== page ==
And making friends of the Pīwaiwaka in the process!
At Ecowild HQ, we are blessed with an abundance of manu (bird) life. Pīwaiwaka (Fantail), Kōtare (Sacred Kingfisher), Pheasant, Magpie, and Miner to mention a few.
As we transform and develop the land the feeding opportunities for these birds grows with insects and worms previously hidden becoming stirred up and accessible.
Recently after clearing an overgrown area of grassland, a number of playful Pīwaiwaka (also known as Pīwakawaka, or Tīwakawaka) were attracted to the easy pickings that the clearing created.
When I had finished clearing for the day I decided to walk down to the stream that is the bottom boundary of the property through the native trees that cover the sloped area of Ecowild HQ, as there had been a reasonable amount of rain in the preceding period and I wanted to see what impact that had had on the streams flow.
I did not realise that one of the playful Pīwaiwaka had decided to follow me (much to the amusement of Ms Ecowild who had seen my new friend following) probably because she wanted to thank me for being so helpful in making her belly so full, who knows and she wasn’t saying.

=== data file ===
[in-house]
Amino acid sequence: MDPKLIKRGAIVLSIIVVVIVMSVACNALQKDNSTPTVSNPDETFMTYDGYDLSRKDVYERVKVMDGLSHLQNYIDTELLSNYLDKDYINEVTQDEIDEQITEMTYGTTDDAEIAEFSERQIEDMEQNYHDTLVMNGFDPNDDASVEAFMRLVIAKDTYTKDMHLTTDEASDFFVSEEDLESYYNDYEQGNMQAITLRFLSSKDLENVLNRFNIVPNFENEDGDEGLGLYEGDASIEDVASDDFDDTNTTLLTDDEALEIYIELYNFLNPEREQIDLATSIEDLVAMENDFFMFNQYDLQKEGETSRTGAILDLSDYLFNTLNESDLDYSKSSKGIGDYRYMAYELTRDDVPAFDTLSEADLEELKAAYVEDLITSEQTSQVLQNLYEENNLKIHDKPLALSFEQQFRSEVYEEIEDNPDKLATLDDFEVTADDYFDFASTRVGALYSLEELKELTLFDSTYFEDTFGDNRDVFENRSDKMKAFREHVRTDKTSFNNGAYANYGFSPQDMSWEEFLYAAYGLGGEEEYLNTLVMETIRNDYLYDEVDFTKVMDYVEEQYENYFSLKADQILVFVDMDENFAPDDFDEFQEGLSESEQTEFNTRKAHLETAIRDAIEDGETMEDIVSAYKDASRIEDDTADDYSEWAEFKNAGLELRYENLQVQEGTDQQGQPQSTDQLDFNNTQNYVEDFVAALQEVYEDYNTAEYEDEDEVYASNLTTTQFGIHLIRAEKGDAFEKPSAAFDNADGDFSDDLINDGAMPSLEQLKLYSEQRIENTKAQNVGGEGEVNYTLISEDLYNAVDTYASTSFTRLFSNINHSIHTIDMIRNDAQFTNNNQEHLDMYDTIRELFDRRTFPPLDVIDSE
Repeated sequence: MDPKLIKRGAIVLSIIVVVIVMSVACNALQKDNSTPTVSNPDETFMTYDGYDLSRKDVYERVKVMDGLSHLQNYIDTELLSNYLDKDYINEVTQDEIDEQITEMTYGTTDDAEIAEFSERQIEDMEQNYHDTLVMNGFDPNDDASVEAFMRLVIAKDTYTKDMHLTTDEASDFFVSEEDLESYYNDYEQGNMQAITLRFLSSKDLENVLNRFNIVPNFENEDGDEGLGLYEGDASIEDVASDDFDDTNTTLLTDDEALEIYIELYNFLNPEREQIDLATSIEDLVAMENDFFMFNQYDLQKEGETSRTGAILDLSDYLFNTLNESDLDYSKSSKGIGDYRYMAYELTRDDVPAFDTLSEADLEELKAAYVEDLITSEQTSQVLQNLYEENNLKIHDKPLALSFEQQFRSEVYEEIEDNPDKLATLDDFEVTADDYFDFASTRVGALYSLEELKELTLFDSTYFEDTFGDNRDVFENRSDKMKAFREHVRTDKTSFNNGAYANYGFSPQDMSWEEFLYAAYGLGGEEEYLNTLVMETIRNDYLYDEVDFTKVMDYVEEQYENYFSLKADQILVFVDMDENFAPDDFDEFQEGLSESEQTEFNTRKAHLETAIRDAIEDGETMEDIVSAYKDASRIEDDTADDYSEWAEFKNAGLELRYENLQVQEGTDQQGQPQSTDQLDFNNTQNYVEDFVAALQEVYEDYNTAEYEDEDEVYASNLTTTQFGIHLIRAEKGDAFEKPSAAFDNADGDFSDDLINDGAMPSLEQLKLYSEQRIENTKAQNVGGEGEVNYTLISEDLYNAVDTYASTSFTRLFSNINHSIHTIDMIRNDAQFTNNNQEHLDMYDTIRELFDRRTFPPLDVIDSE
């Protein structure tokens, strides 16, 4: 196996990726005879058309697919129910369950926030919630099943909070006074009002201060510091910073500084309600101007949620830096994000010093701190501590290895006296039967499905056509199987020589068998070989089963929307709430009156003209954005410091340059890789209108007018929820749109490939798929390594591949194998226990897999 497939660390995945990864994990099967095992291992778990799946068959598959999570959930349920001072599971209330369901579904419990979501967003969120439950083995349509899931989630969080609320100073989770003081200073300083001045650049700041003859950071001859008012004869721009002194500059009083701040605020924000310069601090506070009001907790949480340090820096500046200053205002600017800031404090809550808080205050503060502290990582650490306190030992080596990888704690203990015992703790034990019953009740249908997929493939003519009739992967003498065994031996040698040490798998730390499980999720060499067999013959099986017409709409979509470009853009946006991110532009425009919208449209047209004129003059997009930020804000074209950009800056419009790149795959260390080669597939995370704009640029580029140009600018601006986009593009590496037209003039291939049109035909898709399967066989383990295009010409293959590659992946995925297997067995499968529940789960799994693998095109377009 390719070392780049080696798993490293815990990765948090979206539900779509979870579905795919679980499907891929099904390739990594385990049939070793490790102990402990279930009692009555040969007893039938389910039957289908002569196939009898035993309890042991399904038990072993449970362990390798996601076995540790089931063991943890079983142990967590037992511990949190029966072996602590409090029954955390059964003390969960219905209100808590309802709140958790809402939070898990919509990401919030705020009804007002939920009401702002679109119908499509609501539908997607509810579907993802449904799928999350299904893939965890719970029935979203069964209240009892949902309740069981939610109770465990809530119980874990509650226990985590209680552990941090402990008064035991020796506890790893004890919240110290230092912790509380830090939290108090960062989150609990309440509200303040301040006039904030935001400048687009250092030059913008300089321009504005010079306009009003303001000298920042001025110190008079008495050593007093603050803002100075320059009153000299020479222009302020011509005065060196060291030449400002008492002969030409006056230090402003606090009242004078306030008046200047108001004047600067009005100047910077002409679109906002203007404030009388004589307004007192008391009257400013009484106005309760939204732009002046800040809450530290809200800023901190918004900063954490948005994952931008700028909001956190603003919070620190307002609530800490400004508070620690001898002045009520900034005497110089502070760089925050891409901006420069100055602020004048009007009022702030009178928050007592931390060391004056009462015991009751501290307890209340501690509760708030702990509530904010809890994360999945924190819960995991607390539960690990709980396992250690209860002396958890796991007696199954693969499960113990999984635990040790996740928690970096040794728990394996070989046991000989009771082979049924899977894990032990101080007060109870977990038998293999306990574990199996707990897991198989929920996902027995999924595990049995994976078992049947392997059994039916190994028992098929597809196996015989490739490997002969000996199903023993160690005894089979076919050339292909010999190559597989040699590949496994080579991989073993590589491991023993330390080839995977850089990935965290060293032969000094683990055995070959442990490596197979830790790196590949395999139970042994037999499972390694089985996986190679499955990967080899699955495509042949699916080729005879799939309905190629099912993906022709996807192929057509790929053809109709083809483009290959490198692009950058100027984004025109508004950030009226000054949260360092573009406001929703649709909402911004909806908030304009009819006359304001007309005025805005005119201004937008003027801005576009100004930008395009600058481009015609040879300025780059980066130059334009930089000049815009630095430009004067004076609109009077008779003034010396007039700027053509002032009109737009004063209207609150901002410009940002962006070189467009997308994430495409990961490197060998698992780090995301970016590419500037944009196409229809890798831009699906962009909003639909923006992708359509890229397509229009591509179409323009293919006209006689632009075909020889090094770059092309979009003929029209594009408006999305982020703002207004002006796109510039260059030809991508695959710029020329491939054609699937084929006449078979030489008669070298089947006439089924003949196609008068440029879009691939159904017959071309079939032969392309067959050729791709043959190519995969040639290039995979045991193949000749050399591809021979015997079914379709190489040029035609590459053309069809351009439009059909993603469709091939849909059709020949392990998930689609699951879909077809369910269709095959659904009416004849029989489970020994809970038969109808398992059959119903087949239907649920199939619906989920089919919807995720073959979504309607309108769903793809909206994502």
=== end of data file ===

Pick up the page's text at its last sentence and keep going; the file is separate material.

Anyway once I arrived at the stream I did notice a Pīwaiwaka nearby. I walked along the stream to one boundary and turned to find my little friend about two meters behind me. I turned to follow the stream back to the other boundary and she followed me again. I stopped half way and thought I may have turned into a Pīwaiwaka whisperer so tried to talk her into coming closer and to land on my hand. To my surprise this was a great success as she immediately doubled the distance between us… so similar to females of the human species.
From then on I watched her more covertly and the distance decreased to about a metre. She followed me to the other boundary flitting here and flitting there, keeping a close eye on what I was doing. She then followed me back up the hill to where we had come from.
It was such a cool and unexpected occurrence it left me feeling a lot more connected to nature and the intelligent wildlife than I felt previously.
Incidentally, Ms Ecowild has tried and failed on numerous occasions to get photos of Pīwaiwaka. Despite her phone and hand being practically sewn together, all she has managed to capture is a blur, or a photo of grass.
Ms Ecowild put the call out on Facebook, and the following images of Pīwaiwaka were provided by Sarah Williams and Kathy Giannoulis (you can find Kathy’s photography on Instagram at @kathygiannoulis – thank you both for letting us use your imagery!